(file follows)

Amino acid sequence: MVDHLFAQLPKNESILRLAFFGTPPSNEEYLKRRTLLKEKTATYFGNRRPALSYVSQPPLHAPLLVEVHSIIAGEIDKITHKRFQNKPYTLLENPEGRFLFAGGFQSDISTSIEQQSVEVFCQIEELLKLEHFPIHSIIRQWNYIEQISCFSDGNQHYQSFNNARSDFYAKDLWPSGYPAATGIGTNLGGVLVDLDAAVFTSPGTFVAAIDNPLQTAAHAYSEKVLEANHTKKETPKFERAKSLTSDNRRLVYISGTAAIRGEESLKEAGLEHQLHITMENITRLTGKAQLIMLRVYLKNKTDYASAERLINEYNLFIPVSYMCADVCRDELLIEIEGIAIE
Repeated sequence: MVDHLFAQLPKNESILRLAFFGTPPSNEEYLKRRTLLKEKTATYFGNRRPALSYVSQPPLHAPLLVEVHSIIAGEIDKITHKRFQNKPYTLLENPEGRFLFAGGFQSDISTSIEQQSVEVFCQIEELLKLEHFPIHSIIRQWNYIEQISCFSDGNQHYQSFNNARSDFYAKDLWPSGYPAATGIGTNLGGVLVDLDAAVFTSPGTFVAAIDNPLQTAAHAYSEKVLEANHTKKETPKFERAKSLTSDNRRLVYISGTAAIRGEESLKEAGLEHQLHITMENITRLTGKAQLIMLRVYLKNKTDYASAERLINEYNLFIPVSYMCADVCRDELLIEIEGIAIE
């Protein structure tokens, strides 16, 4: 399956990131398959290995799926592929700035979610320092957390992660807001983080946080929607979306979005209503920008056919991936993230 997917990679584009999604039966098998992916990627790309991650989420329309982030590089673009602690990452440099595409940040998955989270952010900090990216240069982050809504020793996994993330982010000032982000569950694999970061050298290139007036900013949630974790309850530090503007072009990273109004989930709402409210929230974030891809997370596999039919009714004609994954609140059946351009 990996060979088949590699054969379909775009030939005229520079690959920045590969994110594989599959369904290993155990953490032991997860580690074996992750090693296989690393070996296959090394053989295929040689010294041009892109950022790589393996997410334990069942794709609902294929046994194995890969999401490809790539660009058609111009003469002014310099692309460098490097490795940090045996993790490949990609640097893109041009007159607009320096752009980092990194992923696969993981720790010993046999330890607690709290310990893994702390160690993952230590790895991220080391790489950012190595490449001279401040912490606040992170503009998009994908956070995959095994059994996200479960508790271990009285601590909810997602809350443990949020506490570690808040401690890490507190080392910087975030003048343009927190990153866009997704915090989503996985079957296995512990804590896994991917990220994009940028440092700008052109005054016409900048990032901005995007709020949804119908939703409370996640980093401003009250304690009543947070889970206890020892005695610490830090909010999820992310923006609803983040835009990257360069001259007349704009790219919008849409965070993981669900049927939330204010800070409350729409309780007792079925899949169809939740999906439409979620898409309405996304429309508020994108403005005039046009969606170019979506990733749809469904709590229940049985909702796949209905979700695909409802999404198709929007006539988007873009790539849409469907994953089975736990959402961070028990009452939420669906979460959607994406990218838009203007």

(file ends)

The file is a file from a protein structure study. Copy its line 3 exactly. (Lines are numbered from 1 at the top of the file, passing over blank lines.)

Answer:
């Protein structure tokens, strides 16, 4: 399956990131398959290995799926592929700035979610320092957390992660807001983080946080929607979306979005209503920008056919991936993230 997917990679584009999604039966098998992916990627790309991650989420329309982030590089673009602690990452440099595409940040998955989270952010900090990216240069982050809504020793996994993330982010000032982000569950694999970061050298290139007036900013949630974790309850530090503007072009990273109004989930709402409210929230974030891809997370596999039919009714004609994954609140059946351009 990996060979088949590699054969379909775009030939005229520079690959920045590969994110594989599959369904290993155990953490032991997860580690074996992750090693296989690393070996296959090394053989295929040689010294041009892109950022790589393996997410334990069942794709609902294929046994194995890969999401490809790539660009058609111009003469002014310099692309460098490097490795940090045996993790490949990609640097893109041009007159607009320096752009980092990194992923696969993981720790010993046999330890607690709290310990893994702390160690993952230590790895991220080391790489950012190595490449001279401040912490606040992170503009998009994908956070995959095994059994996200479960508790271990009285601590909810997602809350443990949020506490570690808040401690890490507190080392910087975030003048343009927190990153866009997704915090989503996985079957296995512990804590896994991917990220994009940028440092700008052109005054016409900048990032901005995007709020949804119908939703409370996640980093401003009250304690009543947070889970206890020892005695610490830090909010999820992310923006609803983040835009990257360069001259007349704009790219919008849409965070993981669900049927939330204010800070409350729409309780007792079925899949169809939740999906439409979620898409309405996304429309508020994108403005005039046009969606170019979506990733749809469904709590229940049985909702796949209905979700695909409802999404198709929007006539988007873009790539849409469907994953089975736990959402961070028990009452939420669906979460959607994406990218838009203007």